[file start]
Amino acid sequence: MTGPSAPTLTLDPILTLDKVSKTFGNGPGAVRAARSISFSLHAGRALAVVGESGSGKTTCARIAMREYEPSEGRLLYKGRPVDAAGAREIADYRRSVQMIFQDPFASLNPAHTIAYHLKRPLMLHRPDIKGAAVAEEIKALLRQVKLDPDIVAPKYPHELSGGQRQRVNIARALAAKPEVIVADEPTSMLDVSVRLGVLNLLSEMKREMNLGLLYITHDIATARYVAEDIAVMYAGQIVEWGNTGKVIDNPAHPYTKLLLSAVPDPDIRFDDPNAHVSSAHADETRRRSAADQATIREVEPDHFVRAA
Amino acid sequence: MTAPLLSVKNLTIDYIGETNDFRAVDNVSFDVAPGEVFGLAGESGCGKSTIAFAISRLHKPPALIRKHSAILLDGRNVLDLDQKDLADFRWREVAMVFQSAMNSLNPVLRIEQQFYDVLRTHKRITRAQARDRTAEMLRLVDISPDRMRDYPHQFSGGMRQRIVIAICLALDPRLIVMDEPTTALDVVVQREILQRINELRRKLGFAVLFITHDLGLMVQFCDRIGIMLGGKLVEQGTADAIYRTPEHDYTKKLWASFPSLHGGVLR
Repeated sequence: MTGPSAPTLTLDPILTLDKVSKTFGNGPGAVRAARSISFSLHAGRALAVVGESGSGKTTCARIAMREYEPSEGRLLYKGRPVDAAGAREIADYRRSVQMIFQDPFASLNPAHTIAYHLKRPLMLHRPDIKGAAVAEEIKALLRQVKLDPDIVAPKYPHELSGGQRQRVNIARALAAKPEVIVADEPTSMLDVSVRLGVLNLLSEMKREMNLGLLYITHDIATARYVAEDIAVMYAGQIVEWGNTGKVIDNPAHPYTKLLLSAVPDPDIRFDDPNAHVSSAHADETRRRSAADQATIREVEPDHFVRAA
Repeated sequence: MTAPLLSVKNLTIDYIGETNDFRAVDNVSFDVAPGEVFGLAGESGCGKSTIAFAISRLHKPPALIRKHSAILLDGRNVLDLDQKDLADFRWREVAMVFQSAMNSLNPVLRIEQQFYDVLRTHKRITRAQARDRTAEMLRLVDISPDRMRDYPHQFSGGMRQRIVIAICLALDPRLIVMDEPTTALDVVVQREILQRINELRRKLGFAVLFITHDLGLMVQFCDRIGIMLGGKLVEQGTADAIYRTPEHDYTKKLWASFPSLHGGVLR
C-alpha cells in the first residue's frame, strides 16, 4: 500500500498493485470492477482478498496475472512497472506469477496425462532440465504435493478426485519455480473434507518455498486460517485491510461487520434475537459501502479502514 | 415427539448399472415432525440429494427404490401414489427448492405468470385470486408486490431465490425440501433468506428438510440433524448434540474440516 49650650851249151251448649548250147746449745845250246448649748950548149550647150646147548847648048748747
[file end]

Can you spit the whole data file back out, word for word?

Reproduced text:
Amino acid sequence: MTGPSAPTLTLDPILTLDKVSKTFGNGPGAVRAARSISFSLHAGRALAVVGESGSGKTTCARIAMREYEPSEGRLLYKGRPVDAAGAREIADYRRSVQMIFQDPFASLNPAHTIAYHLKRPLMLHRPDIKGAAVAEEIKALLRQVKLDPDIVAPKYPHELSGGQRQRVNIARALAAKPEVIVADEPTSMLDVSVRLGVLNLLSEMKREMNLGLLYITHDIATARYVAEDIAVMYAGQIVEWGNTGKVIDNPAHPYTKLLLSAVPDPDIRFDDPNAHVSSAHADETRRRSAADQATIREVEPDHFVRAA
Amino acid sequence: MTAPLLSVKNLTIDYIGETNDFRAVDNVSFDVAPGEVFGLAGESGCGKSTIAFAISRLHKPPALIRKHSAILLDGRNVLDLDQKDLADFRWREVAMVFQSAMNSLNPVLRIEQQFYDVLRTHKRITRAQARDRTAEMLRLVDISPDRMRDYPHQFSGGMRQRIVIAICLALDPRLIVMDEPTTALDVVVQREILQRINELRRKLGFAVLFITHDLGLMVQFCDRIGIMLGGKLVEQGTADAIYRTPEHDYTKKLWASFPSLHGGVLR
Repeated sequence: MTGPSAPTLTLDPILTLDKVSKTFGNGPGAVRAARSISFSLHAGRALAVVGESGSGKTTCARIAMREYEPSEGRLLYKGRPVDAAGAREIADYRRSVQMIFQDPFASLNPAHTIAYHLKRPLMLHRPDIKGAAVAEEIKALLRQVKLDPDIVAPKYPHELSGGQRQRVNIARALAAKPEVIVADEPTSMLDVSVRLGVLNLLSEMKREMNLGLLYITHDIATARYVAEDIAVMYAGQIVEWGNTGKVIDNPAHPYTKLLLSAVPDPDIRFDDPNAHVSSAHADETRRRSAADQATIREVEPDHFVRAA
Repeated sequence: MTAPLLSVKNLTIDYIGETNDFRAVDNVSFDVAPGEVFGLAGESGCGKSTIAFAISRLHKPPALIRKHSAILLDGRNVLDLDQKDLADFRWREVAMVFQSAMNSLNPVLRIEQQFYDVLRTHKRITRAQARDRTAEMLRLVDISPDRMRDYPHQFSGGMRQRIVIAICLALDPRLIVMDEPTTALDVVVQREILQRINELRRKLGFAVLFITHDLGLMVQFCDRIGIMLGGKLVEQGTADAIYRTPEHDYTKKLWASFPSLHGGVLR
C-alpha cells in the first residue's frame, strides 16, 4: 500500500498493485470492477482478498496475472512497472506469477496425462532440465504435493478426485519455480473434507518455498486460517485491510461487520434475537459501502479502514 | 415427539448399472415432525440429494427404490401414489427448492405468470385470486408486490431465490425440501433468506428438510440433524448434540474440516 49650650851249151251448649548250147746449745845250246448649748950548149550647150646147548847648048748747